It's occurred to me that the crisis of this Covid-moment is the crisis of the mundane as most of us are stuck at home.
The world says we're to respond by finding fresh ways to "Make much of ourselves, to follow our hearts and pursue greatness." Scripture doesn't dismiss greatness but says the path to it is not by evading the mundane but by embracing it...with faithfulness and as a servant.
Let's be honest. These are difficult words.
Sometimes as Christians we think that the height of spirituality is to be part of something extraordinary. "God is doing something big," we often say.
God is always doing the extraordinary and the big, but it's usually through the ordinary and small.
For some reason, it's easier to accept the call to live a radical Christian life because this carries overtones of excitement and pleasure. But what if true radical living is a life marked by humility before God and neighbor and contentment in chore and duty.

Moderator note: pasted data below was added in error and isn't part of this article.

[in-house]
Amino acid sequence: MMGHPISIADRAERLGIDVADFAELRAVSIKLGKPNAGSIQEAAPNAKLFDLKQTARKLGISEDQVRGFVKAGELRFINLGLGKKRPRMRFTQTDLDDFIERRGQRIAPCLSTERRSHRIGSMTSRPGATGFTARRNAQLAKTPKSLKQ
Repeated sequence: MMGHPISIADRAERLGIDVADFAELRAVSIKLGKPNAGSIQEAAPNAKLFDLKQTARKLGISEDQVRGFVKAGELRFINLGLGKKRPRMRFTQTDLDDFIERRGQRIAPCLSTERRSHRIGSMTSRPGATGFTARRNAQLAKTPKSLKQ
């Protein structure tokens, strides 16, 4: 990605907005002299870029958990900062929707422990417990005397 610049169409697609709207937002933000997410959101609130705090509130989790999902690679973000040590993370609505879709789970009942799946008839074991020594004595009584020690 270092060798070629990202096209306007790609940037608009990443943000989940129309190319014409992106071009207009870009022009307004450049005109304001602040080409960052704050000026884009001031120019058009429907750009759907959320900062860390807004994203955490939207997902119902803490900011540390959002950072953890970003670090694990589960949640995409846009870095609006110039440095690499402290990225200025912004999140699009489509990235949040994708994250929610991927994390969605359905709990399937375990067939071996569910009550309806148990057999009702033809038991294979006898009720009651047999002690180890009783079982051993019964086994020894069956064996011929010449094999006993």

What if this is the true path to joy?
Our call to the mundane and ordinary shouldn't surprise us -- the kingdom of God always flips things upside down for us.
In the parable of the talents, the master told one servant, "Well done, good and faithful servant. You have been faithful over a little; I will set you over much. Enter into the joy of the master" (Matt. 25: 21).
So, here's the Covid-crisis question (the CCQ): Practically, how do we stay faithful in the mundane and ordinary?
P.S. My favorite book on the idea of contentment is Richard Swenson's Contentment. I've read it many times, and I always get new insights.
Dane Bundy is president of Stage & Story and principal of the Secondary School at Providence Academy, a classical Christian school in Johnson City, TN.